Stiletto title
high heels hot mail hip
Healthicon1 lifestyleicon1a PinkFlamingo1a
Stilettossz2a AllNewicon1 film1
Health Lifestyle Socialising Thinking Travel Archived
THINKING - March 2013

I haven’t written much lately on the Coalition Government’s policies for those of us with disabilities. Believe me, it’s not because I don’t care or that I think they’re doing such a great job but more that I don’t find myself comfortably situated in the space allocated to 'person with disabilities'.

Don’t misunderstand. I support pro-disability campaigns as best I am able and applaud all successes gained but I hate the negativity of the whole debate. It focusses, so much, on our differences, our inabilities and our misery, identifying us as separate from the rest of society and creating division even amongst those of us with disabilities - who is the worst off, best helped, most deserving.

Last week, I read an article by Zoe Williams in The Guardian’s Comment Is Free section titled: If we can’t afford for people to be disabled, what’s the plan? Worth reading in its’ entirety (follow the link here), I found the extracts below of particular interest:

[Spending on the disabled] is there to make it possible for people with severe disabilities to live in the world, rather than in one room … without it, they'd be reliant on the local authority care package.

This is about the most severely disabled people in society, people whose disability brooks no ambiguity, having money stripped from them until they can no longer live dignified, fulfilling, stimulating lives.

Disabled people with the greatest needs make up 2% of the population, and yet they are weathering 15% of the cuts. By 2015, the combination of measures targeting this group will amount to losing more than £8,000 each a year. It's the difference between being a trustee of one of the country's most dynamic charities, and having to go to bed at 5.45pm – because that's when your 15 minutes of care has been allocated.

Simply on a practical level, if people aren't looked after properly their needs increase … They will end up in residential homes, the solution which has the distinction of being both the most expensive and the most feared.

But the expense is even greater when you consider what you lose as a society: [people who have had] an active life, as enriching to their communities as it has been fulfilling to them. They've done jobs and voluntary work and fought campaigns and won them; they've brought other people into the thick of society who would otherwise have been isolated.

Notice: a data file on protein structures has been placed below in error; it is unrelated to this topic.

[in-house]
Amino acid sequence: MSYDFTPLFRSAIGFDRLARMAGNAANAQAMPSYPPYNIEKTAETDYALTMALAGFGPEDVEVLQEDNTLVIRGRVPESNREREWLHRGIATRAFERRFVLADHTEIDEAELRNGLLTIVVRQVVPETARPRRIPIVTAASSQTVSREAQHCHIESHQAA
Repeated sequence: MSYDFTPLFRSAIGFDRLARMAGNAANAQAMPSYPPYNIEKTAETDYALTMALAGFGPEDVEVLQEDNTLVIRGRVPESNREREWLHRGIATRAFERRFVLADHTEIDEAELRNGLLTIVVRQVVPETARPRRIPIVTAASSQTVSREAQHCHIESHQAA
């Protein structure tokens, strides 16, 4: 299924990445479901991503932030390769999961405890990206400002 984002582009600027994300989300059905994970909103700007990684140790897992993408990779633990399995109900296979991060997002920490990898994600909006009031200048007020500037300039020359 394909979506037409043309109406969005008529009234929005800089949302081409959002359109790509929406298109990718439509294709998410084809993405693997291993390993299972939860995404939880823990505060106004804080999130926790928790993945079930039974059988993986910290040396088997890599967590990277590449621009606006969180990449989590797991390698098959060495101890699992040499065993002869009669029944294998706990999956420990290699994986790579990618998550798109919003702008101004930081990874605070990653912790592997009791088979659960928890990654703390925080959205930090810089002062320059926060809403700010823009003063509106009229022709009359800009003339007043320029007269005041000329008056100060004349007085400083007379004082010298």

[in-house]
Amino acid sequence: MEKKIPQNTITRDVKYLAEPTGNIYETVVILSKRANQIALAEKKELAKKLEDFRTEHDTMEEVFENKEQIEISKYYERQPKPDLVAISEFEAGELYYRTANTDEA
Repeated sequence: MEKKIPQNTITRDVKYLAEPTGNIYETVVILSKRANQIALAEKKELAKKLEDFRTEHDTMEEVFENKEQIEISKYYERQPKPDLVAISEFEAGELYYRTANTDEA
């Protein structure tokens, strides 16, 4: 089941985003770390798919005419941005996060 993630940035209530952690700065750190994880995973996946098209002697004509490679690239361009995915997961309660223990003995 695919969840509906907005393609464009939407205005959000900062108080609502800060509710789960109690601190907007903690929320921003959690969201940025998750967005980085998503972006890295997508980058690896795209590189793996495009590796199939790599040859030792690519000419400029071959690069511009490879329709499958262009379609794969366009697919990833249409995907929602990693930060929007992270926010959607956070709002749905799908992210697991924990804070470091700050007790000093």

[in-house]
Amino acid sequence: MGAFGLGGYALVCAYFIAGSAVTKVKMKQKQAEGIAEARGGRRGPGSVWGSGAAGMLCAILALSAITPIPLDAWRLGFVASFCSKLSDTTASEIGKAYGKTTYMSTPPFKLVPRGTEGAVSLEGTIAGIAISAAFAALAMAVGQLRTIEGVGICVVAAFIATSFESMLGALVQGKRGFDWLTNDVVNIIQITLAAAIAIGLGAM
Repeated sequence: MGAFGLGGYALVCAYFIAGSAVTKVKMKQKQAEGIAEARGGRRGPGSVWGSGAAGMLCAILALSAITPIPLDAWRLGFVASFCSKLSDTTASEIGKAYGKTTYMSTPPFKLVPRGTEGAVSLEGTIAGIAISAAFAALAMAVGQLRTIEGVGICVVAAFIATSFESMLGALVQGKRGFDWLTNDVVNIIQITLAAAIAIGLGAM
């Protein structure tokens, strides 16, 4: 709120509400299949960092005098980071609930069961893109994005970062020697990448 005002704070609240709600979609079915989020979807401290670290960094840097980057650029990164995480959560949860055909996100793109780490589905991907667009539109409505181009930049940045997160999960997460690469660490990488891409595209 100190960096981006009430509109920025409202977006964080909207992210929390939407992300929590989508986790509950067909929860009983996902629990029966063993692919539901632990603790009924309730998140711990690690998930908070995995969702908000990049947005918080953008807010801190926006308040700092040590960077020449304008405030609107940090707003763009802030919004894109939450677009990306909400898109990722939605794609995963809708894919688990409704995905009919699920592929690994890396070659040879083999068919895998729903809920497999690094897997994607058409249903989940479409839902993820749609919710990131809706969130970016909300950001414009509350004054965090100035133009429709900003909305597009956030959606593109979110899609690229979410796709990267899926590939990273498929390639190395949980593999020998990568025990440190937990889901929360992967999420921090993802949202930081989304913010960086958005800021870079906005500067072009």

[The] political statement [of the government] is much deeper than "we can no longer afford disability rights". The political statement, here, is "we can no longer afford for people to be disabled".

This is a massive shift in perspective from any political party, let alone one in government – and before they go any further along this path … it's time to ask: well then, what's your plan? What's your plan for these people whose lives we apparently can't afford?

Yes. This is the argument I wish we would make. Consistently. Again and again. It is such a strong argument against cutting generic welfare spending for the disabled AND the most likely to resonate with both disabled and non-disabled people. As Zoe Williams says, if we are not prepared to support people with disabilities, what is the plan?

By focussing on who suffers the most, we serve only to reduce the debate to divisive issues within the - disabled and able-bodied - community around who is ‘deserving’ and ‘undeserving’ which suits current government rhetoric and policy, fragments both our focus and support and doesn't help us all live better lives. It is disgraceful that so many are expected to live with such low life quality and, more, to squabble over how much worse is 'acceptable'.

Shouldn't we shift focus from skivers and shirkers, the personalisation of misery and responsibility for system failures to that of discussing what is a reasonable quality of life for the state to support and how to deliver it? The expectation of quality must be equivalent to that of an able-bodied person not the minimum required to ameliorate the horrendous suffering of a tiny few. Turn the negative - what we need - into a positive - what we contribute … and make sure that is not a debate just about finances! That sounds like a plan to me - anyone out there doing it already?

Thinking Newly Wheeled emailicon2013 Thinking Archived
Click for archive
Contact us About us Subscribe Unsubscribe Links Follow us : Mail Twitter Pinterest +Black blog
emailicon2013a greytwitter1 pinteresticon1 BLogomini

STILETTOWHEELS.CO.UK ©2008-13 All rights reserved | editorial policy | privacy policy | terms and conditions | original artwork by: Ian Mitchell | Hannah Ensor

Stilettowheels is strictly editorial, accepts no payment for content, checks facts at publication. Information may become out of date & accuracy is not guaranteed.

travelicon1 Home Stilettossz2a Latest AllNewicon1 Arts film1